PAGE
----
In order to make eculidean geometry projective, we include the notion of “points at infinity”. To visualize this, imagine you’re on a railroad track that extends to the horizon. Even if you very well know that the two rails of the track are parallel, at the horizon (which is very far away), they seem to intersect at a point. Moreover, if you rotate around and find another set of tracks, you’ll find that they intersect at a point distict from the previous one. This means that there is more than on point at infinity. Moreover, the line that contains all the points at infinity (the horizon in our example), is called the “line at infinity”.
They way to represent a projective n-dimensional eucledian geometry is to add another coordinate to it. We call this homogenous coordinates since we’ll be representing normal points and points at infinity in the same way (and makes certain calculations more uniform). So, in the case of 2D, we have 3 coordinates: x, y and w and in 3D, four coordinates: x, y, z and w. So how does it work?
First, to determine whether a point〈x, y, w〉is in the line [a, b, c], we have to check if ax + by + cw is 0. This is basically the inner product of the vectors [a, b, c] and [x, y, w]. For example, the point 〈1,1,1〉 is in the line [1, -1, 0] because 1(1) - 1(1) + 0(1) = 1 - 1 = 0.
Next in the implicit form, remember that if are the coefficients of the line, for any s ≠ 0, ((sax + sby + sc = s0 = 0$$ represents the same line. The same goes for points: for any s ≠ 0,〈sx, xy, sw〉represents the same point as〈x, y, w〉^{1}. Similarly, [sa, sb, sc] represents the same line as [a, b, c].
As a definition, the point〈x,y,w〉 is a point at infinity if w = 0. Otherwise, it is a normal point. Observe that the only line [a,b,c] that satisfies the equation 〈ax + by + c(0) = 0〉 for every x and y is [0,0,c] where c ≠ 0. This is called the line at infinity (to answer the question I posted in the previous section).
To convert a point 〈x,y〉 from eucledian space to the projective euclidean space, simply assume w = 1, 〈x,y,1〉. This also makes our line representation in homogenous coordinates exactly the same as in implicit form. To convert a point 〈x,y,w〉 into normal euclidean space, we “normalize” the form into 〈x/w, y/w, 1〉 so that we’ll get a “1” in the last component (note that you can’t do this if the point is at infinity) then extract the first and second component.
If you need any clarifications, post them in the comments below. I’ve just started blogging about math it may take me some time to figure out how to properly organizing my thoughts.
In linear algebra parlance, a point in projective geometry is represented by a one-dimensional vector space.↩
This is what is often taught in highschool. One important detail to this representation that is often skipped is that this is a scalar function which is why it is often written as . This makes analysis simple (straight integration and differentiation works). Moreover, in the case of a line, the function is a bijection which means that you can easily get the inverse.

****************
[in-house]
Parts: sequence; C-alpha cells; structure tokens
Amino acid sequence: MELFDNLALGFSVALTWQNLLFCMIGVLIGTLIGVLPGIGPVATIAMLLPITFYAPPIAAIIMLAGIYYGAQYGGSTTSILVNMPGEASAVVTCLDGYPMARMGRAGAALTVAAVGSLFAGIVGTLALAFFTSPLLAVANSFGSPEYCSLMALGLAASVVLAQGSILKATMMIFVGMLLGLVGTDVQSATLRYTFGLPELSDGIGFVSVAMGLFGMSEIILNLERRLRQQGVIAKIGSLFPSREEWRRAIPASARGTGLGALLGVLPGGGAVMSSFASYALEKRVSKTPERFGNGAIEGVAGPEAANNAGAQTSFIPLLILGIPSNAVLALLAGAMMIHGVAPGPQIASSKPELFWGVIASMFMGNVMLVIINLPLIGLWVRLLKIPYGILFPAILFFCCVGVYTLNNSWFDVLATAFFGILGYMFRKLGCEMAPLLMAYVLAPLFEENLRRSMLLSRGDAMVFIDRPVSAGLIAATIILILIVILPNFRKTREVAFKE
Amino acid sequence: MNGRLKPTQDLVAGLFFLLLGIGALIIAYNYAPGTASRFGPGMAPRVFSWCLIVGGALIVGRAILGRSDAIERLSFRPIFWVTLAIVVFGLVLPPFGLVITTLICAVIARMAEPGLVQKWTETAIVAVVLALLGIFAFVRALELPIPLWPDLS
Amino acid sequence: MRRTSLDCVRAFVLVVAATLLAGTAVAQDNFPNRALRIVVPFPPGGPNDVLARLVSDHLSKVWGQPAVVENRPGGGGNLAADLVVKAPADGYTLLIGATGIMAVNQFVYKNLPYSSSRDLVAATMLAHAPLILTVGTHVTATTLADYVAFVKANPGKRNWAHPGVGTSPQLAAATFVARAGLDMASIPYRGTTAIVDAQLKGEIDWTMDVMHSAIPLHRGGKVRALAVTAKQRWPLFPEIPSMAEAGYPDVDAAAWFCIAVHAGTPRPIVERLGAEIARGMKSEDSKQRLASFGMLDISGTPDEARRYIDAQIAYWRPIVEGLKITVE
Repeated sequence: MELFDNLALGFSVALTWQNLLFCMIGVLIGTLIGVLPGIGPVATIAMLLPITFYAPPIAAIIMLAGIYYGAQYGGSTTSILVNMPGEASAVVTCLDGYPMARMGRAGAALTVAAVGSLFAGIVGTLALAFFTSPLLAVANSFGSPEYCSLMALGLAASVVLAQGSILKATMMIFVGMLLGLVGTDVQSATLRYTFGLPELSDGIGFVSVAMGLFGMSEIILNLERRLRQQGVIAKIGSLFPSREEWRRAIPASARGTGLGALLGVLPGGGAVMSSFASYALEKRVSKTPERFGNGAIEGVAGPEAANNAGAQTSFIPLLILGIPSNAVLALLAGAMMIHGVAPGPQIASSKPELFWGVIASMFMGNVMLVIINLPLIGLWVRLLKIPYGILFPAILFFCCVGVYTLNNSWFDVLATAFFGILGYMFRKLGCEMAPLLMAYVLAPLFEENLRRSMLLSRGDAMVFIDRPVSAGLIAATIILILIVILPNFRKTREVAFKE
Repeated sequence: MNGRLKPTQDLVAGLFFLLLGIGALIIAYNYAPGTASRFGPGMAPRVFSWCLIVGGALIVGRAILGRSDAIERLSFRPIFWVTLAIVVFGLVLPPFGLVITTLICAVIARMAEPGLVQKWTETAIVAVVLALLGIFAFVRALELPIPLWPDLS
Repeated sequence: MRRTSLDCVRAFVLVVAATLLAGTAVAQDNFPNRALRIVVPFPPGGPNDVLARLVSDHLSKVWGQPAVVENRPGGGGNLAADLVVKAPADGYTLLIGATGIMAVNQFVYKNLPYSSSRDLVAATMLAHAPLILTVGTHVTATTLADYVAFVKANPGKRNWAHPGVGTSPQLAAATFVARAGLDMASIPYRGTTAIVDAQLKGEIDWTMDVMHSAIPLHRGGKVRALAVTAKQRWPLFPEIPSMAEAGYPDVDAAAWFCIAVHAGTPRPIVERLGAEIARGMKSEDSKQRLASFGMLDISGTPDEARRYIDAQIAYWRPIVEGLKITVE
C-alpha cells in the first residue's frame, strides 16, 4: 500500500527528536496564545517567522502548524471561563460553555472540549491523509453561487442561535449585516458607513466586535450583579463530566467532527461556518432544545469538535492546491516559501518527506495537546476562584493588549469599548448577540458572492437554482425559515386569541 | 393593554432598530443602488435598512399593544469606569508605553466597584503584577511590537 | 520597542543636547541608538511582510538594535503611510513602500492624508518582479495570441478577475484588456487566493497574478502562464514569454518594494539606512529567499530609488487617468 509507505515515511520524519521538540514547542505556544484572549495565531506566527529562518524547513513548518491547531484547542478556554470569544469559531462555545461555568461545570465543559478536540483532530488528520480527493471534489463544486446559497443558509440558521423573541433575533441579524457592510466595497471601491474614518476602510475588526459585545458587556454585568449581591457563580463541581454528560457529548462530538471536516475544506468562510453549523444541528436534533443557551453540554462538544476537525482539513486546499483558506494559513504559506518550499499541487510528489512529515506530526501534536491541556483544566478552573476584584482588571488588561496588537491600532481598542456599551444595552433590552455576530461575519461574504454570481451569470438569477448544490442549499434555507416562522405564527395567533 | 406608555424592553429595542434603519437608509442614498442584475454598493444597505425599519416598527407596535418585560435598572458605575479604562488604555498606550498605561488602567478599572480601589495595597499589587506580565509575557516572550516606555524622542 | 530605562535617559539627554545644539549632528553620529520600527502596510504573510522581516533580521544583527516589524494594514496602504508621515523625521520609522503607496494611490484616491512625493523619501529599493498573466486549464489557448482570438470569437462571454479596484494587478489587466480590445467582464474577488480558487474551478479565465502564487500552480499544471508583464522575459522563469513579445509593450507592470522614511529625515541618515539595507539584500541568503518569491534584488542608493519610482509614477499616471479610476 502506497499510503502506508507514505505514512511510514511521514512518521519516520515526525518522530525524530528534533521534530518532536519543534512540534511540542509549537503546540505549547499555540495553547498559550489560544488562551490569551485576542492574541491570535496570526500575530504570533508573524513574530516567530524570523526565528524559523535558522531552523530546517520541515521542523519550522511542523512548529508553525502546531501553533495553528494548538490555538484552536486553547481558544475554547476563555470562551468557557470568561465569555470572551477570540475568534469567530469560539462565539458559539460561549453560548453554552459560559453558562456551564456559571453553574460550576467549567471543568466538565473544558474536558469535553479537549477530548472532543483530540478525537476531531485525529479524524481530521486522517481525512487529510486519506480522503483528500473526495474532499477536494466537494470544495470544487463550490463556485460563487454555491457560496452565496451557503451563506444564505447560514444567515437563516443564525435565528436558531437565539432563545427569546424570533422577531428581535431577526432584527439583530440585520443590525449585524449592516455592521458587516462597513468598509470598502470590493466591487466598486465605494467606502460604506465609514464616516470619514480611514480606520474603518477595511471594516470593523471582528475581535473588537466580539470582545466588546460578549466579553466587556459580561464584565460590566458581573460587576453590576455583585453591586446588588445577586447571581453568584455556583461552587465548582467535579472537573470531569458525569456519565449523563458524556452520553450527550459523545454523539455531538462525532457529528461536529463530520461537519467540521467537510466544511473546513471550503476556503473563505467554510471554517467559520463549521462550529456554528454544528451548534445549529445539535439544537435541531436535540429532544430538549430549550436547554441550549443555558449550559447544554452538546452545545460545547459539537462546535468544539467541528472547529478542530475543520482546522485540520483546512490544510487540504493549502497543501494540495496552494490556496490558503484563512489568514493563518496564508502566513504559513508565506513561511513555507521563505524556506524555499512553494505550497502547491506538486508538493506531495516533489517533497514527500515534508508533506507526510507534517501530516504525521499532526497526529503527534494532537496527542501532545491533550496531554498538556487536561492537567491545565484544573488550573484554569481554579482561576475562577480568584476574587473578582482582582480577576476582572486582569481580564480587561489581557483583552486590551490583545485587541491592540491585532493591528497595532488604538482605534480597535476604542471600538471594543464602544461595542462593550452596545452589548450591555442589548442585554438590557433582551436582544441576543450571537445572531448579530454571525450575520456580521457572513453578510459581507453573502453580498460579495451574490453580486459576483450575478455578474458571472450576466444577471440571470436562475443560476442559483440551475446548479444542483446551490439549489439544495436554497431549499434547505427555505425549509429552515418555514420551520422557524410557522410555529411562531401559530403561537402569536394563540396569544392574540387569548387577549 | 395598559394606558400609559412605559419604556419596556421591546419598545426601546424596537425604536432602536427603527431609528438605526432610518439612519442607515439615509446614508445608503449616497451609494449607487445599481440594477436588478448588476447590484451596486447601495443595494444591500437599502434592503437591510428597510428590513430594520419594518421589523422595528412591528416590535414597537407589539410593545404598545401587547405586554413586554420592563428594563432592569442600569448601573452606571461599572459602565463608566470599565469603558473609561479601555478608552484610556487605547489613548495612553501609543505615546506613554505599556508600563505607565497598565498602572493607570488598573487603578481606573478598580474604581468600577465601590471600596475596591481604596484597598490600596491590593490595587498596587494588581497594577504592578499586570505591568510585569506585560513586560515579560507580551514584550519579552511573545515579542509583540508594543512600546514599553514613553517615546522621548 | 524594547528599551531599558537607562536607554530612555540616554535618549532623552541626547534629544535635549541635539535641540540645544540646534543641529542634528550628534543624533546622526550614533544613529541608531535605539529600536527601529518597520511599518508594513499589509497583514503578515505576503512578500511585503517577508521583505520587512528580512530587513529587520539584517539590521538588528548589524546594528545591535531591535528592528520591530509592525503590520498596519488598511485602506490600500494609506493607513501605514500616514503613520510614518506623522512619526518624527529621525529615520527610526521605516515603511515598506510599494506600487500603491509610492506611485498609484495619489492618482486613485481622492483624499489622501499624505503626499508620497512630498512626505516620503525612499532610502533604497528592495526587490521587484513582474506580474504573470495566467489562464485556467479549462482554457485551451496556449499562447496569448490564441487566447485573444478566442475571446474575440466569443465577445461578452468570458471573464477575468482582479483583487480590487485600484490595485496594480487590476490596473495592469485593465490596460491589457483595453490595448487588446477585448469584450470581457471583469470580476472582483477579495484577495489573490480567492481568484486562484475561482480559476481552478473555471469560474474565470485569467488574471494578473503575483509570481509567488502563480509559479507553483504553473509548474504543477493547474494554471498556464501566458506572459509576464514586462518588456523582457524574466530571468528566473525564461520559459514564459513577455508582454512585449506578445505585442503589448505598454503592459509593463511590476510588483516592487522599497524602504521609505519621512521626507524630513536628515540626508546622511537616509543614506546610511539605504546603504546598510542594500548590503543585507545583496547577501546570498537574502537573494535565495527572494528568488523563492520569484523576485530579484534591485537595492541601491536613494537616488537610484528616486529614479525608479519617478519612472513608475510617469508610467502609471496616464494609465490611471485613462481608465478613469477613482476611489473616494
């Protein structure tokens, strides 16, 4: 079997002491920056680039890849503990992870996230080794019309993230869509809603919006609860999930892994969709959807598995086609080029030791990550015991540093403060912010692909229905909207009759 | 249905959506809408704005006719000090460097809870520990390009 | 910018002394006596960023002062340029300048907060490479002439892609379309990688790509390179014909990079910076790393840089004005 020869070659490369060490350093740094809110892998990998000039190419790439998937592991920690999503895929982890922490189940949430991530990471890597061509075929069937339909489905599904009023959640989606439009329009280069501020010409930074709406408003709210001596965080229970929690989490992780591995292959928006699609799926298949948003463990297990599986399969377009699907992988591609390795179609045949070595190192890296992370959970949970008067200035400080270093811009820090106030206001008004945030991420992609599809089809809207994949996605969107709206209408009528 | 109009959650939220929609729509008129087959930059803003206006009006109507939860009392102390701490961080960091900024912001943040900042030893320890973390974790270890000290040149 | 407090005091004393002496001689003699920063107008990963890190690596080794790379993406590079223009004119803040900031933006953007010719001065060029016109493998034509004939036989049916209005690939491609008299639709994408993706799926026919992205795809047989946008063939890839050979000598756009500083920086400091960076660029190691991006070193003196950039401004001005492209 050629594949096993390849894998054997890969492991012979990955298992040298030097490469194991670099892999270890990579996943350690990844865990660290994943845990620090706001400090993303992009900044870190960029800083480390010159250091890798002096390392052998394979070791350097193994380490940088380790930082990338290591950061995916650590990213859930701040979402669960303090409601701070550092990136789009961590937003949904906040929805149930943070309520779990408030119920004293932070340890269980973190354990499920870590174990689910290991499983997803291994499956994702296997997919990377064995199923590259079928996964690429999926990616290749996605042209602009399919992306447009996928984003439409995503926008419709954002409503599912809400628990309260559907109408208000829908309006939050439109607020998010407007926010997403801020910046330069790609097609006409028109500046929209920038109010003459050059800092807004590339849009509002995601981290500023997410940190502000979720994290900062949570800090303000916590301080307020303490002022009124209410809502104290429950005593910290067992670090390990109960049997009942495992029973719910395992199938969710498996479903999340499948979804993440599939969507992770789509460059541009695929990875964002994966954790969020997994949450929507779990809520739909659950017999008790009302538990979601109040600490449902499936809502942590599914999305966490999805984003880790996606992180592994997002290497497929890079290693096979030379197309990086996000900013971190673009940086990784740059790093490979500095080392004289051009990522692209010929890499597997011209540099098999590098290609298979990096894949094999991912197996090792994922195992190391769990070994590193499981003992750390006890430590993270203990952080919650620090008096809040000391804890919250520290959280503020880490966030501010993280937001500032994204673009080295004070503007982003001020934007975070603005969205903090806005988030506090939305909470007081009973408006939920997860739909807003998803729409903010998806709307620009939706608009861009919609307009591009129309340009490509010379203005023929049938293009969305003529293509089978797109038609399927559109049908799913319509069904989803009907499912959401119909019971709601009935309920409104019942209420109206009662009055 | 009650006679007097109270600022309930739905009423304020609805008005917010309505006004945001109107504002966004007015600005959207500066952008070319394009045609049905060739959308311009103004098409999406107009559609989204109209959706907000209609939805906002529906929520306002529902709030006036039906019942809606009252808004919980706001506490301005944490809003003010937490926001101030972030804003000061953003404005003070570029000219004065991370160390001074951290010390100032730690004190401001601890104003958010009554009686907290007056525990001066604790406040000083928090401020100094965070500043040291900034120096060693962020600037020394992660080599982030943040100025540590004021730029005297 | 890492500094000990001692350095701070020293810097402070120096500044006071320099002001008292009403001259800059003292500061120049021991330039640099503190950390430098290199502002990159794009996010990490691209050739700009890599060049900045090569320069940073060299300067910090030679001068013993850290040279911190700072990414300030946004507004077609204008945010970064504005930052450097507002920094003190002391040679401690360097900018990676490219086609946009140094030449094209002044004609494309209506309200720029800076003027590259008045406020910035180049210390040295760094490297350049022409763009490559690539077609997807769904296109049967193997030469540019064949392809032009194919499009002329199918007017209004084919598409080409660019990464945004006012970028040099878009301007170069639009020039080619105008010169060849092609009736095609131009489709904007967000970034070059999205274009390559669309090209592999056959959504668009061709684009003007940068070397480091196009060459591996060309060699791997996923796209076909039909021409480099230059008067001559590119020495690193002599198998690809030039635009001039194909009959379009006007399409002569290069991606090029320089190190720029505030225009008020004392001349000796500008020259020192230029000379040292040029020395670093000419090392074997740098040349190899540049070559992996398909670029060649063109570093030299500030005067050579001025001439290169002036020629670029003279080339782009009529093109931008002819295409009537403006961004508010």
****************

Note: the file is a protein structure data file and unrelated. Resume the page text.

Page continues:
The form requires only two numbers for storage: the slope and y-intercept . However, the problem with this form is that this cannot represent vertical lines (i.e. for some constant ). Moreover, it can only represent lines going in one direction: from left to right. While this might not seem so much of a big deal some geometric algorithms need a notion of line direction or “line sides” (i.e. positioned rays). You actually see the issue of “line sides” when you get exercises that requires you to graph or . You’ll end up shading the “top” or “left” of the line with the first inequality and the “bottom” or “right” with the second. However, you’ll notice that if you want to represent this, you’ll end up having to store an additional piece of information: the inequality.
Another form taught in highschool is using two points to represent a line. While a line contains infinitely many points, only two points are required to fully determine a line. The nice thing about this is that it can actually represent any line in the Euclidean plane, even vertical lines. Just set for some constant and set . The non-equality restriction is to prevent collapsing the line into a singularity.
This form requires 4 numbers for storage. While you can choose any two points in a line, it is recommended that you choose two points which are not too far and not too near to each other and both close to 0 to prevent numerical instabilities in computation.
As a bonus, if you take the ordering of points into consideration, you can use it to represent lines with directions by just changing their order. For example, a line going left to right could be represented by while a line going from right to left could be represented by . Moreover, this form can also represent line segments whose endpoints are the two specified points.
The problem with this representation is that this is hard to directly work with; you don’t have an actual equation that describes the relationship of the two points. More often than not, you’ll be converting this to other representations to do calculations.
This is basically an extension of the slope-intercept form. Instead of directly placing in the function , we turn into a function, say where , and change to be also dependent on . The second form of the parametric equation is the same thing but written in vector notation.
Like the two-point form, this also requires 4 numbers for storage. is the “starting point” of the line and is the direction the line is heading. For lines, can be any point in the line and can be of any magnitude. Also, like the two-point form, this form describes the direction of the line, e.g. describes a vertical line going up while describes a vertical line going down.
If we implement some restrictions, particularly on , this form can be used to represent positioned rays and line segments.
There are two more forms that I’m gonna tackle in the next article.